(The image is titled My Orca Son and illustrates the idea that the artist's son is both killer whale and human)
Second, the Cartesian metaphor is clearly untrue, but it has provided an organizing principle for much of Western science over the last 350 years, and established the tradition by which science tries to understand whole organisms by studying their constituent parts. This means that, in contrast to Indigenous worldviews, in the Western Worldviews spirituality separates humans from the natural world. This has led to some advances, but it has also limited understanding of how organisms and ecosystems actually function.
This means that Indigenous concepts may be better at understanding relationships, whereas the Western tradition may be better at understanding mechanistic causation, i.e. how an internal combustion engine works and developing such a machine. The "machine model" is terrible at understanding the function of populations and ecosystems, and these fields did not develop until Cartesian ideas were over 300 years old.
For a discussion of Descartes and his ideas click here
This does not mean that an adherent to one worldview has to accept or believe in the other point of view, but it does mean that they have to respect it.
Ironically, it is the Western tradition that has more difficulty showing respect for alternative worldviews. This seems to be linked to their spiritual tradition and the idea that they are seeking universal "truth", i.e. discovery of principles that apply everywhere in the world (and possible the universe).
An example can be seen in the account of an early encounter of European missionaries and Indians in North America. The missionaries tell the story of Jesus. After they finish, the Indians tell the missionaries their own creation story, which involves the origin of corn. The missionaries respond angrily, saying "We have told you the true word of God, whereas you respond with a fairy tale.' the Indians are offended and respond, "We listened to your story with respect, why can you not listen to ours in the same way."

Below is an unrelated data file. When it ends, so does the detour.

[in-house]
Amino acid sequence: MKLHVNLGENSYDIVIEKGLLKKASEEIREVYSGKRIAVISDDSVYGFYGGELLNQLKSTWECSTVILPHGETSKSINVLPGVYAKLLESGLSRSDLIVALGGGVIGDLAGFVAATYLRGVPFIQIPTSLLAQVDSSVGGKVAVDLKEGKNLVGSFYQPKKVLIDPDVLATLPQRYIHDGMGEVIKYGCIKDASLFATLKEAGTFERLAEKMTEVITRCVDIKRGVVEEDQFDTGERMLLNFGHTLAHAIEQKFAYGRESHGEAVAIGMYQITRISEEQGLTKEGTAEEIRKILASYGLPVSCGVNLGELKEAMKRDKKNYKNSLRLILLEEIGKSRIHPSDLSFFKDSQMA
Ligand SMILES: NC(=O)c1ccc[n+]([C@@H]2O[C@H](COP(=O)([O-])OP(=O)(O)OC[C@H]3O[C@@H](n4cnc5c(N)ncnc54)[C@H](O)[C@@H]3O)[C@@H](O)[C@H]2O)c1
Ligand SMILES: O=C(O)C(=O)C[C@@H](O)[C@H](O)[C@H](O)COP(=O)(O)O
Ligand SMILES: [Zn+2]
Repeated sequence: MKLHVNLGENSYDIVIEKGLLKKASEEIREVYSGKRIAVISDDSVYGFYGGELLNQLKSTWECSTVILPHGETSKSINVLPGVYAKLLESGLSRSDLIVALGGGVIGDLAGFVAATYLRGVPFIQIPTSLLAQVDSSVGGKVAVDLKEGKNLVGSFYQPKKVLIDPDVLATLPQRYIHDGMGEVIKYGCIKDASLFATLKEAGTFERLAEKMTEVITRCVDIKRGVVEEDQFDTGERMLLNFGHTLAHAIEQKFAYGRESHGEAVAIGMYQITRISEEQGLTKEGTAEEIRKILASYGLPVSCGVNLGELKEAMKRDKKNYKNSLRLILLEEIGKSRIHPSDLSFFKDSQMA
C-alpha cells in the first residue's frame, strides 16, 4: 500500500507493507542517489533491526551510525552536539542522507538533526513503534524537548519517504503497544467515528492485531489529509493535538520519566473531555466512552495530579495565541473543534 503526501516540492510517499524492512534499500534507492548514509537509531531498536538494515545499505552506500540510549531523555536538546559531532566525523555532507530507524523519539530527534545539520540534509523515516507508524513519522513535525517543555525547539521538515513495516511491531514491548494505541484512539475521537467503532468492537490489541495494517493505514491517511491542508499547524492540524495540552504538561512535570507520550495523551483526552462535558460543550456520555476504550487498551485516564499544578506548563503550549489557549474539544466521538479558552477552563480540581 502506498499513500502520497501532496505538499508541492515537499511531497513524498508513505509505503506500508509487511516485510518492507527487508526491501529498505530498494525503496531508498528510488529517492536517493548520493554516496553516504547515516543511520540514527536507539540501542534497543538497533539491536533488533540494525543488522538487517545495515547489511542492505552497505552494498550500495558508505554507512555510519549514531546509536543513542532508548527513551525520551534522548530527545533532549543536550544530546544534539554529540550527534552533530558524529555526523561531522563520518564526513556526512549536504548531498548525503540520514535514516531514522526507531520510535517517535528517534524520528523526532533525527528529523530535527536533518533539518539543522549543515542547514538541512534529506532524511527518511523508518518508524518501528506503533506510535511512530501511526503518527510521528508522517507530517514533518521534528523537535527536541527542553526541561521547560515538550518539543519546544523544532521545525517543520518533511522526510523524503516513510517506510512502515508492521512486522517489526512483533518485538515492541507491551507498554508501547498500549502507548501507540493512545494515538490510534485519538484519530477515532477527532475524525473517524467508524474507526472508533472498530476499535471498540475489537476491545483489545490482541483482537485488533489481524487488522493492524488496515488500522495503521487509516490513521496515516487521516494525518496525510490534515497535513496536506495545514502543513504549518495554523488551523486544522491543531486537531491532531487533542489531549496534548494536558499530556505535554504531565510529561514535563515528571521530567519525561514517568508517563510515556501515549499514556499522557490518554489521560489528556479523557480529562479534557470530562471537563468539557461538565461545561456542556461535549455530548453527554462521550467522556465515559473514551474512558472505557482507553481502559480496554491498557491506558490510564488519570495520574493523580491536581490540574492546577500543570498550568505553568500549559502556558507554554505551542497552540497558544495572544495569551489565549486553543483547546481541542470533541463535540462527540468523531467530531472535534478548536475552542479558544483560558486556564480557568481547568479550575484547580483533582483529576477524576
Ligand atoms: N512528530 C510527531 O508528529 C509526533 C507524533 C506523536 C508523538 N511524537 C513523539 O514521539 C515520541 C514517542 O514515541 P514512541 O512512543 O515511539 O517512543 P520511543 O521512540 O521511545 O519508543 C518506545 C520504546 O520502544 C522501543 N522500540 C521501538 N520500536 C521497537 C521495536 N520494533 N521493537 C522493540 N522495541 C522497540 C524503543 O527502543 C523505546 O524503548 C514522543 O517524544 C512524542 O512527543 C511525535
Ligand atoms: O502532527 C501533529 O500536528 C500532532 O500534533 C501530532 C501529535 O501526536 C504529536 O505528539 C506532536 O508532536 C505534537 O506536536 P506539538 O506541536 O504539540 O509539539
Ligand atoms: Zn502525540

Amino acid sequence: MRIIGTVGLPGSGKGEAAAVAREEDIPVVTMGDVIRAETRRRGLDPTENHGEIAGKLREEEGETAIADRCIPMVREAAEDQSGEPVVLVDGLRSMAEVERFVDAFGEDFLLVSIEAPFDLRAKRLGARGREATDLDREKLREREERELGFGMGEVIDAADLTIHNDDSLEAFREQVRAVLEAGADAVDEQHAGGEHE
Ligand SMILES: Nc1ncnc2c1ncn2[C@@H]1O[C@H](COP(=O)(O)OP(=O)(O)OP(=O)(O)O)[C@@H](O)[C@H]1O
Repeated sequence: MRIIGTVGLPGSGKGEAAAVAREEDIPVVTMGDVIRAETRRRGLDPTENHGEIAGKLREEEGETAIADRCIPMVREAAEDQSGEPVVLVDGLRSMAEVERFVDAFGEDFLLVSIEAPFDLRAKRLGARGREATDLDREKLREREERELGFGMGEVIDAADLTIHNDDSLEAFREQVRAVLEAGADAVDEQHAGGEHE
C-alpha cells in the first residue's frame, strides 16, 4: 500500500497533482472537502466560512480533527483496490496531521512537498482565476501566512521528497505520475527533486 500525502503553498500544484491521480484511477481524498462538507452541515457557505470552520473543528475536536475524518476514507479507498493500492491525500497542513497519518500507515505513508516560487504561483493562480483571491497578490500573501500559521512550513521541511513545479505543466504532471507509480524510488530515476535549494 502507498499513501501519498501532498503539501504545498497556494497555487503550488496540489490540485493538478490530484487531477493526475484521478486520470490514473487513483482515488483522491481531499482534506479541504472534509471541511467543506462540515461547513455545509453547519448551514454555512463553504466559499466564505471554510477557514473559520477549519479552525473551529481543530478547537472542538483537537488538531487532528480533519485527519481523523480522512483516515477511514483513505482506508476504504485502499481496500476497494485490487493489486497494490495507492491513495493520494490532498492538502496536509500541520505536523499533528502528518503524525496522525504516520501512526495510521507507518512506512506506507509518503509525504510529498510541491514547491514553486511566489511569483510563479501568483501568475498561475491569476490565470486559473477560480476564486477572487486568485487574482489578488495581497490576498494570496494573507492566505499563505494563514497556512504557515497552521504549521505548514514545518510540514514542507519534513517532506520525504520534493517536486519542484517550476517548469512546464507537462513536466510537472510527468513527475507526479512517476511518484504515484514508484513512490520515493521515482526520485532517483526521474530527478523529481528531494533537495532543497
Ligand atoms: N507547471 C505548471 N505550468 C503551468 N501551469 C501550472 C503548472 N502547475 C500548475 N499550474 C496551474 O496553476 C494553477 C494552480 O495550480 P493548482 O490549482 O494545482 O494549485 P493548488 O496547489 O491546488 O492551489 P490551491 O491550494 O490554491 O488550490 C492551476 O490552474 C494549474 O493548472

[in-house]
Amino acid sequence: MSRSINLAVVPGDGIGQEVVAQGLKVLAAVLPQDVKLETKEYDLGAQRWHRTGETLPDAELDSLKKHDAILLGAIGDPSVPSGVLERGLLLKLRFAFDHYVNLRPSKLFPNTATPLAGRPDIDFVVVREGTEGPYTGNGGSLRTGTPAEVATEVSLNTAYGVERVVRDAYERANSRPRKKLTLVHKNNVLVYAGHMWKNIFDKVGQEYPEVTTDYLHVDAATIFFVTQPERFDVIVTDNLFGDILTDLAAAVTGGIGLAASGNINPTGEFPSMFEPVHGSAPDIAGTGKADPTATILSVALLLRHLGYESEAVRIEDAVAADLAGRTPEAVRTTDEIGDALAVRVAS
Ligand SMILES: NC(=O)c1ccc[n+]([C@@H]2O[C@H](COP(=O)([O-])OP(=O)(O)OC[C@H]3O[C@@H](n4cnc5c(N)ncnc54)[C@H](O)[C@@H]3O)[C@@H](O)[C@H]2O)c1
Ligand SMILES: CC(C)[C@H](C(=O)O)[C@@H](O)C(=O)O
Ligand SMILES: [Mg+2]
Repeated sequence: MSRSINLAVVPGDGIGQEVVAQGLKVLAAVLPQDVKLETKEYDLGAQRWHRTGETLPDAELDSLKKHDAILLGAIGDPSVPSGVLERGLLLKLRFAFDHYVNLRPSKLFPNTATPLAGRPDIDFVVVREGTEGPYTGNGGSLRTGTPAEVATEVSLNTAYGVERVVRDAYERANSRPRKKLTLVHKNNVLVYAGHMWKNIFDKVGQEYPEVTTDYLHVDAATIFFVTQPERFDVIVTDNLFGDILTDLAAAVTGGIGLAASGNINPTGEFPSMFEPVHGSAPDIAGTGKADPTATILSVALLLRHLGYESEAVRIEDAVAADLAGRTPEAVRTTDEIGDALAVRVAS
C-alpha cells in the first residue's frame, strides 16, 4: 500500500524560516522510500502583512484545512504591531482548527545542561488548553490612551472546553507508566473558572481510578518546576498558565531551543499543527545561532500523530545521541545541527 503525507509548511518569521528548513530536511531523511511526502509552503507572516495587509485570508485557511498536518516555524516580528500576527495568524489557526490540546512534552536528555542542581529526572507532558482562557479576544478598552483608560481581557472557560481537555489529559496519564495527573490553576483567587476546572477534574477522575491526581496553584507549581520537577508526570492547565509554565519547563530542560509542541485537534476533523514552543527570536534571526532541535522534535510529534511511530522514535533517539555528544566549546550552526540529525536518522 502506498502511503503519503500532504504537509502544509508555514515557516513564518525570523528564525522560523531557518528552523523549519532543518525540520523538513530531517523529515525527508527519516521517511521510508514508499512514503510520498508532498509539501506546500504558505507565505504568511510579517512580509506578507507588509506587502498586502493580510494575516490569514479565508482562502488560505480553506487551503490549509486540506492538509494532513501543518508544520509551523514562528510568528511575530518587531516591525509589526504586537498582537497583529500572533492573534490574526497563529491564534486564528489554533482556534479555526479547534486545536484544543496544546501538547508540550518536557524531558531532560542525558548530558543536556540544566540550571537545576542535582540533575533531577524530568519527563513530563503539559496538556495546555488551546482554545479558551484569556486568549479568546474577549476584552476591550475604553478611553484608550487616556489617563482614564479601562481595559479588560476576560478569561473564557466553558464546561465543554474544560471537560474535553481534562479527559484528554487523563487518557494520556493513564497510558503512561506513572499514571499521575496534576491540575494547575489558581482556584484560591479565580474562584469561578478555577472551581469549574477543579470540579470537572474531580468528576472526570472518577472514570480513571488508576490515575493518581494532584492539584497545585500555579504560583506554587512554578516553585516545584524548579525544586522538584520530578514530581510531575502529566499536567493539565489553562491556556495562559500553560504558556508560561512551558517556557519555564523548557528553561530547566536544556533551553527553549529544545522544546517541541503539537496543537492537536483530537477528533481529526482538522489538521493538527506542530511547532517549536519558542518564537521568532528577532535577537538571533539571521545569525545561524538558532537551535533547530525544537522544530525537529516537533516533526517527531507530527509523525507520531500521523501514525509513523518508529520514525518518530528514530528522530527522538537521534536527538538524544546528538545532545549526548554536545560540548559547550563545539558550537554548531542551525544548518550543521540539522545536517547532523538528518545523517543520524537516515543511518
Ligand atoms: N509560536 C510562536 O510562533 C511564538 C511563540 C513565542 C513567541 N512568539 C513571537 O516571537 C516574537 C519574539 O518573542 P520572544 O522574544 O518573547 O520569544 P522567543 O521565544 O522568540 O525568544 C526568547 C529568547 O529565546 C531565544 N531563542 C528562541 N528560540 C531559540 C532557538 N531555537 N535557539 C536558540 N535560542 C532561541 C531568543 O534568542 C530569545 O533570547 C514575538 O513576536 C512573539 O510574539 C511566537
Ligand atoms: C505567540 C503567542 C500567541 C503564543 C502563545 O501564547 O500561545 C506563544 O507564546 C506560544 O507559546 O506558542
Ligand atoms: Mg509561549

The irony is that the story of the origin of corn is probably closer to the truth because it is almost certainly a metaphoric interpretation of an event that was experienced in the history of the tribe, whereas there is considerable controversy, evenb among Western scholar of the facts of the life of Jesus.
To read more about questions concerning the life of Jesus click here
Both sides must be willing to admit that they have solid principles and that they are capable of being wrong, of making an error.
Ironically, the Western scientific tradition is built on repeated testing of concepts and hypotheses that can be refuted, i.e. found to be in error.
The Salishan scientist Lilian 'Na'ia' Alessa has argued in her essay What is Truth (Alaska Native Reader pp 246-251) that Indigenous traditional knowledge is also tested, and that refutation of such knowledge is "not the ridicule of one's peers, or failure to get a research grant, it is sickness, suffering and death." Thus understanding the natural world and how it works are a matter of survival. Dr. Alessa's essay is a wonderful discussion of how an Indigenous person trained in Western science has come to terms with Indigenous ways of knowing and understanding.
To learn more about Lilian Alessa click here
The idea that nature existed to be subjugated by humans emerged from the religious tradition of Western thought, but was incorporated into the scientific tradition as justified by Descartes' use of the machine model/metaphor to separate humans from the rest of the natural world.
Click here to view our presentation on Economy and Ecology
You can ask your students what they see in this painting and why they think the artist composed it the way he did.
It's actual title is Pollution can kill and it illustrates how toxic substances can move through the relationships that occur in nature. For example the body of the bear is made up of fish, which carry toxins from the water, which is shown by the birds (loons) and the fish which are similar enough to be literally connected. The bear is on land, where the trees also appear to be dying as a result of pollution, specifically acid rain. Over all the living beings is the sun, which warps them in its protection.
To see more works by Roy Thomas click here